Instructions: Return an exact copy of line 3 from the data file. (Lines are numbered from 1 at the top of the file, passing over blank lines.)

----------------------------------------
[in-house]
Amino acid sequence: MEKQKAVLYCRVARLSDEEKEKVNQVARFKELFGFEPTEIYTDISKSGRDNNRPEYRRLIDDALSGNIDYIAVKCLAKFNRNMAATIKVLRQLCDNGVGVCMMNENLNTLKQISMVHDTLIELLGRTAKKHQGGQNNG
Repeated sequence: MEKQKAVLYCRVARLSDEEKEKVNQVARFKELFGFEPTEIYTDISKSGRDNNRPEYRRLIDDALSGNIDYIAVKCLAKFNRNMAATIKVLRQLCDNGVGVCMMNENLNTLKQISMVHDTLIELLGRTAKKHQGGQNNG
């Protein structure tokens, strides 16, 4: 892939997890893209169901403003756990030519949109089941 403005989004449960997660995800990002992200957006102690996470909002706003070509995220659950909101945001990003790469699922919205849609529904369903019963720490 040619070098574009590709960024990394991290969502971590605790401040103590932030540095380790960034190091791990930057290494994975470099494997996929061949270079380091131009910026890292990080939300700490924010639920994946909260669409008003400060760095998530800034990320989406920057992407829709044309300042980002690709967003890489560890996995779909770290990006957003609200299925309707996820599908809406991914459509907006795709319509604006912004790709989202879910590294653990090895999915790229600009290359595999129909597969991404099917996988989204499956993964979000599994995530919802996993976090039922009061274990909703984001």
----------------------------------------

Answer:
Repeated sequence: MEKQKAVLYCRVARLSDEEKEKVNQVARFKELFGFEPTEIYTDISKSGRDNNRPEYRRLIDDALSGNIDYIAVKCLAKFNRNMAATIKVLRQLCDNGVGVCMMNENLNTLKQISMVHDTLIELLGRTAKKHQGGQNNG